Finally, it is important to understand that failure is an option. As the founder of the online payment processor PayPal, electric car company Tesla, and a space transport service company SpaceX, Elon Musk has stated, “If things are not failing, you are not innovating enough” (13). The key is to stay open minded and be able to accept reality if the initial direction ends up being a dead end, which can allow you to pivot the idea into a useful form.
As has been the case for the field of cardiology over the past 6 decades, technological progress will continue to play an important role in molding future clinical practice. Cardiology fellows can and should actively participate in this process. To be able to provide relevant innovations, inventors should focus on patient-centered solutions, be able to effectively collaborate as a part of a multidisciplinary team, know how to utilize existing resources, be willing to engage in well-known and new challenges, and most importantly, be able to rationally deal with (and build upon) inevitable failures.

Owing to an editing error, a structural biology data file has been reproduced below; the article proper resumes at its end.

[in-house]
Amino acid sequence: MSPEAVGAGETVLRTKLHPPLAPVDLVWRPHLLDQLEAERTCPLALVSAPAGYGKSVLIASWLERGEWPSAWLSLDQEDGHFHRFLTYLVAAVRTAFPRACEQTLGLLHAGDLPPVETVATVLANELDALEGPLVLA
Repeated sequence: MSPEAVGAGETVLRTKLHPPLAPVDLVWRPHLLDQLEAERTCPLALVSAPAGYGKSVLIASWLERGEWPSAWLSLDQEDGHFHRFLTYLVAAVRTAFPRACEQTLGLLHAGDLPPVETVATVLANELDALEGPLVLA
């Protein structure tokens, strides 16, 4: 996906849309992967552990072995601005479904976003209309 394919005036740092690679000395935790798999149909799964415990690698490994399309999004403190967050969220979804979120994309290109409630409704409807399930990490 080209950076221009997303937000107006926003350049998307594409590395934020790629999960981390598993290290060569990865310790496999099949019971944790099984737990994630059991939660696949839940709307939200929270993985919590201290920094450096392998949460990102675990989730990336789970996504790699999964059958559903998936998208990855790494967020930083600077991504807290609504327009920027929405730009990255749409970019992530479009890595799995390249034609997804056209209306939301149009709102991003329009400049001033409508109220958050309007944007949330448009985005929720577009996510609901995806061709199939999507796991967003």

- American College of Cardiology Foundation
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- ↵Business Insider. 11 Elon Musk quotes that show his genius. Available at: http://www.businessinsider.com/11-elon-musk-quotes-2013-9?op=1. Accessed June 23, 2014.